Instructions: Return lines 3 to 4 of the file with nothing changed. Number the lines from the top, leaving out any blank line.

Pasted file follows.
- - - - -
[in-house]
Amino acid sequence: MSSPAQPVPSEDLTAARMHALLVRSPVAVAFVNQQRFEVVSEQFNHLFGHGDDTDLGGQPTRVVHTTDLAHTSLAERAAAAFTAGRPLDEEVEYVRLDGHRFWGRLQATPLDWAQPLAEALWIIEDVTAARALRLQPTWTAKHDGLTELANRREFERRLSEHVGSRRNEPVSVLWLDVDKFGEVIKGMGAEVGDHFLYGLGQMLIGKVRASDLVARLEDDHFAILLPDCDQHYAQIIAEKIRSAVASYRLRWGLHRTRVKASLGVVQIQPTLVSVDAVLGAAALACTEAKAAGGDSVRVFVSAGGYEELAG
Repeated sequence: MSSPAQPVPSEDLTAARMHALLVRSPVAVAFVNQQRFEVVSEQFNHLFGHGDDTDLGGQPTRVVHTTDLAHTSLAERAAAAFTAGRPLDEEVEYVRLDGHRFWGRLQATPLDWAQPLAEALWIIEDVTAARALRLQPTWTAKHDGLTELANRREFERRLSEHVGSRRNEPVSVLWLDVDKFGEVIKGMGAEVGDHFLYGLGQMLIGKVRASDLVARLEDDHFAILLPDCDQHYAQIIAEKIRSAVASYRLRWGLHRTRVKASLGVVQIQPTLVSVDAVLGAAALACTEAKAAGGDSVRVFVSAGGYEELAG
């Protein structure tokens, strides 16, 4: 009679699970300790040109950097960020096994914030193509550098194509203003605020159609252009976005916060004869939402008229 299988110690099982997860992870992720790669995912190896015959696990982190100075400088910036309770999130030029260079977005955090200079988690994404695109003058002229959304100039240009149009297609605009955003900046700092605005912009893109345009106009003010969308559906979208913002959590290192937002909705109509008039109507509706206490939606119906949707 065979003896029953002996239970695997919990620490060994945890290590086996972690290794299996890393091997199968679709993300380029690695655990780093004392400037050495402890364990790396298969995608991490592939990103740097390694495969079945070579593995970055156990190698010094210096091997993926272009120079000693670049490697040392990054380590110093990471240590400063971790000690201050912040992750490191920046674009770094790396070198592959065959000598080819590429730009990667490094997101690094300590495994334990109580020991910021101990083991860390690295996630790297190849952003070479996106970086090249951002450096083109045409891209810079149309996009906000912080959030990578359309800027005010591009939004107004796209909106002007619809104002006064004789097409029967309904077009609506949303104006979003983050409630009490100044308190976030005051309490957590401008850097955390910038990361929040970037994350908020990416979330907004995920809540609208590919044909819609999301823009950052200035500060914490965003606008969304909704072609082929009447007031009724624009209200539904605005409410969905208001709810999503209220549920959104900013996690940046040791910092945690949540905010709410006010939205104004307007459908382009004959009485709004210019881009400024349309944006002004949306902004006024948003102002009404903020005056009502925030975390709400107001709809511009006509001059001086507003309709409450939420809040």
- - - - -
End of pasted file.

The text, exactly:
Repeated sequence: MSSPAQPVPSEDLTAARMHALLVRSPVAVAFVNQQRFEVVSEQFNHLFGHGDDTDLGGQPTRVVHTTDLAHTSLAERAAAAFTAGRPLDEEVEYVRLDGHRFWGRLQATPLDWAQPLAEALWIIEDVTAARALRLQPTWTAKHDGLTELANRREFERRLSEHVGSRRNEPVSVLWLDVDKFGEVIKGMGAEVGDHFLYGLGQMLIGKVRASDLVARLEDDHFAILLPDCDQHYAQIIAEKIRSAVASYRLRWGLHRTRVKASLGVVQIQPTLVSVDAVLGAAALACTEAKAAGGDSVRVFVSAGGYEELAG
């Protein structure tokens, strides 16, 4: 009679699970300790040109950097960020096994914030193509550098194509203003605020159609252009976005916060004869939402008229 299988110690099982997860992870992720790669995912190896015959696990982190100075400088910036309770999130030029260079977005955090200079988690994404695109003058002229959304100039240009149009297609605009955003900046700092605005912009893109345009106009003010969308559906979208913002959590290192937002909705109509008039109507509706206490939606119906949707 065979003896029953002996239970695997919990620490060994945890290590086996972690290794299996890393091997199968679709993300380029690695655990780093004392400037050495402890364990790396298969995608991490592939990103740097390694495969079945070579593995970055156990190698010094210096091997993926272009120079000693670049490697040392990054380590110093990471240590400063971790000690201050912040992750490191920046674009770094790396070198592959065959000598080819590429730009990667490094997101690094300590495994334990109580020991910021101990083991860390690295996630790297190849952003070479996106970086090249951002450096083109045409891209810079149309996009906000912080959030990578359309800027005010591009939004107004796209909106002007619809104002006064004789097409029967309904077009609506949303104006979003983050409630009490100044308190976030005051309490957590401008850097955390910038990361929040970037994350908020990416979330907004995920809540609208590919044909819609999301823009950052200035500060914490965003606008969304909704072609082929009447007031009724624009209200539904605005409410969905208001709810999503209220549920959104900013996690940046040791910092945690949540905010709410006010939205104004307007459908382009004959009485709004210019881009400024349309944006002004949306902004006024948003102002009404903020005056009502925030975390709400107001709809511009006509001059001086507003309709409450939420809040």